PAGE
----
When a store's deal isn't a good deal
The right coupons can mean great deals. Just make sure they're not creating a 'need' where none exists.
And I fell for it.
I started thinking about a Fajita Ranchera Burrito. Ultimately, I ignored the leftovers in my fridge and hiked on over.
It's not that the $5 expenditure made my rent check bounce. Nor do I begrudge a bit of fun. In fact, I budget for it and suggest that you do the same, lest a lack of amusement knock you off the frugal wagon. (If things are supertight, check out the ideas in "Fun things for when you're broke.")
No, what bothered me (later) was that I'd been so easily swayed. The coupon made it cheaper than many lunches out, but I hadn't planned on eating out that day.
Spontaneity can be a good thing. But this wasn't spontaneous. It was a consumer tropism: Shown a coupon, I automatically moved toward it.
For some people, the same issue exists around daily deal sites and social-buying companies such as Groupon: Things seem so cheap they feel they're losing out if they don't buy.
I love a deal, but . . .
Properly used, coupons can slash your costs considerably. For example, I never pay full price for toiletries or over-the-counter medications; quite a few are free.
Daily deals can also prop up a budget, both for essentials (an eye exam, teeth cleaning) and extras (golf, dinner out). One woman I interviewed bought an auto-detailing Groupon for her boyfriend on Valentine’s Day. (Back me up here, dudes: Way better than a teddy bear holding an "I Wuv You" balloon, right?)
Thus I'm a fan of coupons and deals in general. We just need to be specific about applying them. If you don't need it or can't find room for it in your budget, you're not being frugal.
That said, walking to Qdoba on snowy, nearly deserted Seattle streets was amusing. The burrito was tasty, too. So I'm not saying I shouldn't have allowed myself a treat. I'm just vowing to think a little harder the next time a deal -- any deal -- comes over the transom.
Readers: Are deals of the day, coupons and Groupons budget boosters or dollar destroyers? Have any tips on using them intentionally?
More on MSN Money:
Gonna disagree. True some coupons may be viewed as....."traps"....like your coupon for Qdoba which was a great deal IMHO based on their retail prices...that place is expensive. But now you'll be tempted to stop in as you had a good experience...without a coupon....YIKES!
I have had limited success with Groupon. The most recent example 26 weeks of the Saturday and Sunday delivery of our local paper for.....$10....Sunday paper alone retails for $2 plus tax.. With $4 gas on the horizon this is an excellent way to get the paper and it's coupons brought to your door. True some may consider this frivolous as you can get your news on the internet for free...but at less than 40 cents per week....just call me reckless. In addition, in another paper I subscribe to, there is the "deal of the day" where as businesses offer their products for free with coupon. Each week I am treated to a free beverage at Dunkin Donuts and 7/11. I stop in on my way to business appointments to pick up these treats that would run about $2 plus tax if I didn't have the coupon. "If it's free it's for me"....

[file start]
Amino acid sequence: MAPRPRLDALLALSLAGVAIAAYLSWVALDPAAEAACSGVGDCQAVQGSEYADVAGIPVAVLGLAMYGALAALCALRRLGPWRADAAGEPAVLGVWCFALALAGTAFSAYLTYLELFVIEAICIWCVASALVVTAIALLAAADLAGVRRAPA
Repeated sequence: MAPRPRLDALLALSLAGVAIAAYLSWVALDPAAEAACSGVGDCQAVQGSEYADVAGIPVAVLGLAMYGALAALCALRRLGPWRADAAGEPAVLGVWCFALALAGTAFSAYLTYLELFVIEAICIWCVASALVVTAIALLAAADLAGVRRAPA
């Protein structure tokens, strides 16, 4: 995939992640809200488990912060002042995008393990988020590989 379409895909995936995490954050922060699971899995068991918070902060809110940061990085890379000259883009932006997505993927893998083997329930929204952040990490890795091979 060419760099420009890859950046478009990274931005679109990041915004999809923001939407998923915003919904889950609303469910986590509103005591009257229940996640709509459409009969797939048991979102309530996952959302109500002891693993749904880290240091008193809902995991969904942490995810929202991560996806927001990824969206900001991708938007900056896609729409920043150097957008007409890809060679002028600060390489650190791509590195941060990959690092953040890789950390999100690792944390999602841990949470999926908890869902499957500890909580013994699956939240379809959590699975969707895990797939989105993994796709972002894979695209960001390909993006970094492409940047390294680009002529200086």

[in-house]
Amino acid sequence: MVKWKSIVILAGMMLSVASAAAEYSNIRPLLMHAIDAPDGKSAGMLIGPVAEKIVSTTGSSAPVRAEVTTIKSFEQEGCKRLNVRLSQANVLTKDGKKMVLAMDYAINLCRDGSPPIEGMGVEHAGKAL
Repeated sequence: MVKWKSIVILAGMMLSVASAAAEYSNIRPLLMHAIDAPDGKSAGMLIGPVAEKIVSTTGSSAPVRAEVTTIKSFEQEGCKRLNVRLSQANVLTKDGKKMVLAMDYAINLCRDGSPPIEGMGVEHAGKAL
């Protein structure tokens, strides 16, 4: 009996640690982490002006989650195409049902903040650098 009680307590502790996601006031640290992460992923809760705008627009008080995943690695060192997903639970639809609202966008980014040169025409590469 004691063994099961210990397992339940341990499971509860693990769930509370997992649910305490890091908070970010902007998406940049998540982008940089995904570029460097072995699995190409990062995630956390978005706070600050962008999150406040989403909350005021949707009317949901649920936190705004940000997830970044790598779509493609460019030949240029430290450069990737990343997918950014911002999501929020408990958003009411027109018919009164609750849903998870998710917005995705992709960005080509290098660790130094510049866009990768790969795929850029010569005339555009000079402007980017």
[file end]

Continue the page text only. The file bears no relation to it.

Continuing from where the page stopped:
To tell the truth, I rarely open emails from Groupon and Social Living, and am thinking of unsubscribing to the sites. I've never purchased anything, but I keep waiting for something to pop up that I would have bought anyway.
Major congratulations on your new gig. Love your columns!
@Melissa Stanislaus: It's obvious you can see the problem and it's also obvious you don't like spending more money on things you don't need. But can you see a solution?
Leaving the coupons home might not be enough, since you could always go home and get them. Can you develop the habit of shredding those coupons as soon as they arrive?
Good luck, and thanks for reading Frugal Cool.
Copyright © 2013 Microsoft. All rights reserved.
Quotes are real-time for NASDAQ, NYSE and AMEX. See delay times for other exchanges.
Fundamental company data and historical chart data provided by Thomson Reuters (click for restrictions). Real-time quotes provided by BATS Exchange. Real-time index quotes and delayed quotes supplied by Interactive Data Real-Time Services. Fund summary, fund performance and dividend data provided by Morningstar Inc. Analyst recommendations provided by Zacks Investment Research. StockScouter data provided by Verus Analytics. IPO data provided by Hoover's Inc. Index membership data provided by SIX Financial Information.
WHAT IS FRUGAL NATION?
Donna Freedman's Frugal Nation blog is for readers who want to live cheaply -- whether due to necessity or a lifestyle choice. It explores living sustainably and making life more meaningful at the same time.
ABOUT DONNA FREEDMAN
Donna Freedman, a writer based in Anchorage, Alaska, writes the Frugal Nation blog for MSN Money. She won regional and national prizes during an 18-year newspaper career and earned a college degree in midlife without taking out student loans. Donna also writes about the frugal life for her own site, Surviving and Thriving.
Starting Monday, this site is joining forces with MSN Money Smart Spending. Here's why.
VIDEO ON MSN MONEY
A new federal safety report shows toddlers and minority children make up a disproportionate number of drowning victims.